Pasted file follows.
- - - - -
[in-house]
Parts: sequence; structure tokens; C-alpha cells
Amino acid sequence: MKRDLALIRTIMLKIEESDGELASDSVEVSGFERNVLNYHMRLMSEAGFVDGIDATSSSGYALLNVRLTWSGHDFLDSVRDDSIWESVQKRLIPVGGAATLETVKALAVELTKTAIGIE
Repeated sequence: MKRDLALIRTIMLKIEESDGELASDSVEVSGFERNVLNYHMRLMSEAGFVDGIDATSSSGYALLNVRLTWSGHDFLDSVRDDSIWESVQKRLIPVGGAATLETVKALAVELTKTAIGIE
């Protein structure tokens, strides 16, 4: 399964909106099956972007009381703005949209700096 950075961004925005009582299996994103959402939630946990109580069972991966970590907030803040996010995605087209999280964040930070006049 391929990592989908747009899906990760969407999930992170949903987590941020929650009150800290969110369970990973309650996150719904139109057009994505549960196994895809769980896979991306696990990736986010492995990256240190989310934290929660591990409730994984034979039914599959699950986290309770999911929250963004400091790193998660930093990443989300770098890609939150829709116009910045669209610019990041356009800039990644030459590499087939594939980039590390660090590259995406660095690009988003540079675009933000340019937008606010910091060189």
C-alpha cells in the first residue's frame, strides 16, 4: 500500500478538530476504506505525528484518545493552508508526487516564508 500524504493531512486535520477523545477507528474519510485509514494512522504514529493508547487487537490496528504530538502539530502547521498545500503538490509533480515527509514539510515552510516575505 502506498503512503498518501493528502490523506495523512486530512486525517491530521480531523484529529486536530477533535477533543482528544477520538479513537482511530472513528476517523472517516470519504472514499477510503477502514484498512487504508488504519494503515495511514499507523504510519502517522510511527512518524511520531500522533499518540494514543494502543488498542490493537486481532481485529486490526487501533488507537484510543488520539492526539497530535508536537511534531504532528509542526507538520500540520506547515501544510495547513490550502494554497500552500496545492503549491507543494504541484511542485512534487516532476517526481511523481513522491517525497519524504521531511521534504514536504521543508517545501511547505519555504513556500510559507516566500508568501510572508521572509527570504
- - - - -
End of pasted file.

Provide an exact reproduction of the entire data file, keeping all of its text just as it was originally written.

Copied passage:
[in-house]
Parts: sequence; structure tokens; C-alpha cells
Amino acid sequence: MKRDLALIRTIMLKIEESDGELASDSVEVSGFERNVLNYHMRLMSEAGFVDGIDATSSSGYALLNVRLTWSGHDFLDSVRDDSIWESVQKRLIPVGGAATLETVKALAVELTKTAIGIE
Repeated sequence: MKRDLALIRTIMLKIEESDGELASDSVEVSGFERNVLNYHMRLMSEAGFVDGIDATSSSGYALLNVRLTWSGHDFLDSVRDDSIWESVQKRLIPVGGAATLETVKALAVELTKTAIGIE
């Protein structure tokens, strides 16, 4: 399964909106099956972007009381703005949209700096 950075961004925005009582299996994103959402939630946990109580069972991966970590907030803040996010995605087209999280964040930070006049 391929990592989908747009899906990760969407999930992170949903987590941020929650009150800290969110369970990973309650996150719904139109057009994505549960196994895809769980896979991306696990990736986010492995990256240190989310934290929660591990409730994984034979039914599959699950986290309770999911929250963004400091790193998660930093990443989300770098890609939150829709116009910045669209610019990041356009800039990644030459590499087939594939980039590390660090590259995406660095690009988003540079675009933000340019937008606010910091060189």
C-alpha cells in the first residue's frame, strides 16, 4: 500500500478538530476504506505525528484518545493552508508526487516564508 500524504493531512486535520477523545477507528474519510485509514494512522504514529493508547487487537490496528504530538502539530502547521498545500503538490509533480515527509514539510515552510516575505 502506498503512503498518501493528502490523506495523512486530512486525517491530521480531523484529529486536530477533535477533543482528544477520538479513537482511530472513528476517523472517516470519504472514499477510503477502514484498512487504508488504519494503515495511514499507523504510519502517522510511527512518524511520531500522533499518540494514543494502543488498542490493537486481532481485529486490526487501533488507537484510543488520539492526539497530535508536537511534531504532528509542526507538520500540520506547515501544510495547513490550502494554497500552500496545492503549491507543494504541484511542485512534487516532476517526481511523481513522491517525497519524504521531511521534504514536504521543508517545501511547505519555504513556500510559507516566500508568501510572508521572509527570504